All day long there was good race action, but things didn’t get crazy until the mains. It all started in 11-12 Open with Redman/Yahama Waverunner’s Trae Proctor and Answer/Staats’ Sean Lechner. Trae holeshotted and was winning down the second straight, with Sean right behind him. I don’t know what happened, but Trae crashed in the second turn and Lechneer got his first win of the night. Believe me, this was definitely a sign of things to come… Sean was unstoppable all night long…

In 13-14 Open, Jeff Pease and Andrew Mayfield were going at it like there was no tomorrow. They were all over each other every straightaway, which is probably why they both crashed in the last turn. I don’t think either one of these guys understands the phrase “second place…” it’s all or nothing every time they’re in the gate.

Josh Oie is now the proud owner of the most prestigious amateur title in BMX  credit: James Ayres

15-16 Open had so many good guys in it that you knew even before the gate dropped that it was going to be on. Saying that Mike Moeller holeshotted and managed to hold off Danny Caluag for the win just doesn’t do it justice; watching these two go at it was like some weird combination of ballet and guerilla warfare.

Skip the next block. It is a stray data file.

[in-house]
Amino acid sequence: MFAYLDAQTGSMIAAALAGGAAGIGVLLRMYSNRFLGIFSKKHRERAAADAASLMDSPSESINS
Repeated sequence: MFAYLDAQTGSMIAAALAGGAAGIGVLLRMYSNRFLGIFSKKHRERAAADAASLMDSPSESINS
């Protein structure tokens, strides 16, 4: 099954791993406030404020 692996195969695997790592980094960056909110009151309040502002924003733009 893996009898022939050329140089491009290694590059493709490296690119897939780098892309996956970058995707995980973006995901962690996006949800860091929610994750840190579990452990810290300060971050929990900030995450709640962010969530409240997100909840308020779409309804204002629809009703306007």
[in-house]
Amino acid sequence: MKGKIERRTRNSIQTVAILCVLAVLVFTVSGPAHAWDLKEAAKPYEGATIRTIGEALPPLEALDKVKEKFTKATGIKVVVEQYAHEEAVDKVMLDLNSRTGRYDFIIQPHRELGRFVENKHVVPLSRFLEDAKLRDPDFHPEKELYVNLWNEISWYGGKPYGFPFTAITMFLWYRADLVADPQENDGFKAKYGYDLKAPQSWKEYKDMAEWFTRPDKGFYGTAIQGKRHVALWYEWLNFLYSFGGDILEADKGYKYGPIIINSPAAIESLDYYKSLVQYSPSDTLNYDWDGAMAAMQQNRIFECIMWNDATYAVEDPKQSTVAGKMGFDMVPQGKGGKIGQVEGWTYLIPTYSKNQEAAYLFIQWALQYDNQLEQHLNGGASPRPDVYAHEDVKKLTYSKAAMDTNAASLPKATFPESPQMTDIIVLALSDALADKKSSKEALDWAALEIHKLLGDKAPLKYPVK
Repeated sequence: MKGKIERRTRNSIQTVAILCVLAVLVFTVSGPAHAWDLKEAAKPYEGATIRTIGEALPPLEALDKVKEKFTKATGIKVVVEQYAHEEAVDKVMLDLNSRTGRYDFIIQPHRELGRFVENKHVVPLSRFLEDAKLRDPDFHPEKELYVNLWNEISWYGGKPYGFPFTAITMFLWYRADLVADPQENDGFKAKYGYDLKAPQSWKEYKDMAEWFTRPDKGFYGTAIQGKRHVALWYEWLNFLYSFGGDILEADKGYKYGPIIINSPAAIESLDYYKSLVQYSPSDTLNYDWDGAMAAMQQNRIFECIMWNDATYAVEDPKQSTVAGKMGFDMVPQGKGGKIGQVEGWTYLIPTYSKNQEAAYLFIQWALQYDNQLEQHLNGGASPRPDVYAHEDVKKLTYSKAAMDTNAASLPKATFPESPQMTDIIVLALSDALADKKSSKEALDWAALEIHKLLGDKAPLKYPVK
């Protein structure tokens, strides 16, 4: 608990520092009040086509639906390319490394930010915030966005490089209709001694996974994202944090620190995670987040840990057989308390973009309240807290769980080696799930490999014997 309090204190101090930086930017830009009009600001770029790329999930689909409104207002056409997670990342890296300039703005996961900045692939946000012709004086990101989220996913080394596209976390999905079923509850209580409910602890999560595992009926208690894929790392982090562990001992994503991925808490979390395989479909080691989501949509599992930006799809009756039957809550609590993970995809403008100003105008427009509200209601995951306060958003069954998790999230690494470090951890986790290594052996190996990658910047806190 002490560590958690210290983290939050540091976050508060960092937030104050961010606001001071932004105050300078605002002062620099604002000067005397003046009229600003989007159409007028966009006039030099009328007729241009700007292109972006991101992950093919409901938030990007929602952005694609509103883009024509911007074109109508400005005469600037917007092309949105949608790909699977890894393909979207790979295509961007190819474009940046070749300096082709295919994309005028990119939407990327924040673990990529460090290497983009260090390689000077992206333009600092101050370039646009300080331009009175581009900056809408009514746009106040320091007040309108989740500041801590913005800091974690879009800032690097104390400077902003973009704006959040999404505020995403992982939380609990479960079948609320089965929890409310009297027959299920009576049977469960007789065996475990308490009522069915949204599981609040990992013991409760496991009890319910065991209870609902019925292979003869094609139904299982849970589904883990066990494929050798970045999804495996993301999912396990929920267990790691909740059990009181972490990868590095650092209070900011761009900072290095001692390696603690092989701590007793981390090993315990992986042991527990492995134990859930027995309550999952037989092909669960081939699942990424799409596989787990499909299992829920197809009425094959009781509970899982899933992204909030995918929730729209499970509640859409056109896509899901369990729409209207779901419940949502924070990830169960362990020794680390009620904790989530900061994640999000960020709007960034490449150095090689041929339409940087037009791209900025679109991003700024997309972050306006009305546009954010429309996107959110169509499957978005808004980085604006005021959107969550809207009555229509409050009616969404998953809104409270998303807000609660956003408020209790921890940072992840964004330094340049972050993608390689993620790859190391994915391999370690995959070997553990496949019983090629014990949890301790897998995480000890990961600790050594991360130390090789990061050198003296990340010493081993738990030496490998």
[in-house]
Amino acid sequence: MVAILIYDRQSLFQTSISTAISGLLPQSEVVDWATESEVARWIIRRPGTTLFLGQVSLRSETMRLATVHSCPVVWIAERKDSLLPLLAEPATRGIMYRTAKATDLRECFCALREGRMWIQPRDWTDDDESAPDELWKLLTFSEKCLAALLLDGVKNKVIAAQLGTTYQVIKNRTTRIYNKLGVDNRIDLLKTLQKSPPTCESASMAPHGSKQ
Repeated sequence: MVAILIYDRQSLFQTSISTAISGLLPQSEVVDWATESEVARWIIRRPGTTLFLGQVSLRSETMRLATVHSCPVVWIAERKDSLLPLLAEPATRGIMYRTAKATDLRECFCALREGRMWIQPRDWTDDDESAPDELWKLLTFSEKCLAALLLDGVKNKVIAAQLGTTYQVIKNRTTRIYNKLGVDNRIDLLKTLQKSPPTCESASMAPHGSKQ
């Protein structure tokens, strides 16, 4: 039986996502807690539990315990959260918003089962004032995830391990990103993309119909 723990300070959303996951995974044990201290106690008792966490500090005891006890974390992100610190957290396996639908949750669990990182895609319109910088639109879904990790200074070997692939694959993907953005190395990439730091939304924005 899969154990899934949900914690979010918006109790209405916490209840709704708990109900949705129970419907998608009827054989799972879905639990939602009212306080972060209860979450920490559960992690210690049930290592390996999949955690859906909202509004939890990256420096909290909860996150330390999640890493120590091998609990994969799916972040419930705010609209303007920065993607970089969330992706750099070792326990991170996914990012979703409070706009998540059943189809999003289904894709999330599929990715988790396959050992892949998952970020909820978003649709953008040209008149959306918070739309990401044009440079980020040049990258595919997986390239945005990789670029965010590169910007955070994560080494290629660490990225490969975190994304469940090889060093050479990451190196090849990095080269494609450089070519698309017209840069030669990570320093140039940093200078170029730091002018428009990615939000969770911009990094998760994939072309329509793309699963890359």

25 & Over Open had a great battle between Brent Lee and Eddie Cerone, but in the end, Brent got the win. Here again, saying it was close just doesn’t do it justice—both of these guys were locked at the elbow, straightaway after straightaway, full-speed, no holding back.

I’ve already mentioned Sean Lechner’s name once, but you’re about to hear it again. I can’t remember if it was class or cruiser, but every time he was in second, he’d come from behind and wind up killing kids. He’s got that riding style that makes it look like he’s going to go insane if he doesn’t win—just 100% on the edge. The kid’s got so much ability it’s scary.

16 Cruiser was another Mike Moeller/Danny Caluag matchup, and just like their Open race, it ruled… until they got to the second turn and crashed. That’s one I definitely would have liked to have seen done over…

21-25 Cruiser had TJ Johnson and Brent Lee battling. TJ was winning, but Brent passed him somewhere on the second part of the track and won.

Normally, I’d say 11-13 Girls Cruiser is about as exciting as watching paint dry, but I gotta fess up; watching Alise Post and Terra Nichols go at it was pretty darn good— the Number One Girl vs. the Number One Girl Cruiser. They were pretty much neck and neck, until Terra unclipped and came off the pedals. Anytime these two are racing their 24’s, I’m going to hang around for it. You should too; you won’t be disappointed.

Warwick Stevenson owned Tulsa. Stay tuned tomorrow and we’ll tell you who gave him a run for his money.  credit: James Ayres

Here’s a quick re-cap of who went home with what…
#1 Pro—Warwick Stevenson
#1 Pro Cruiser—Randy Stumpfhauser
#1 Girl Pro—Jamie Lilly
#1 Amateur —Josh Oie
#1 Cruiser—Kirk Chrisco
# 1 Girl—Terra Nichols
#1 Girl Cruiser—Alise Post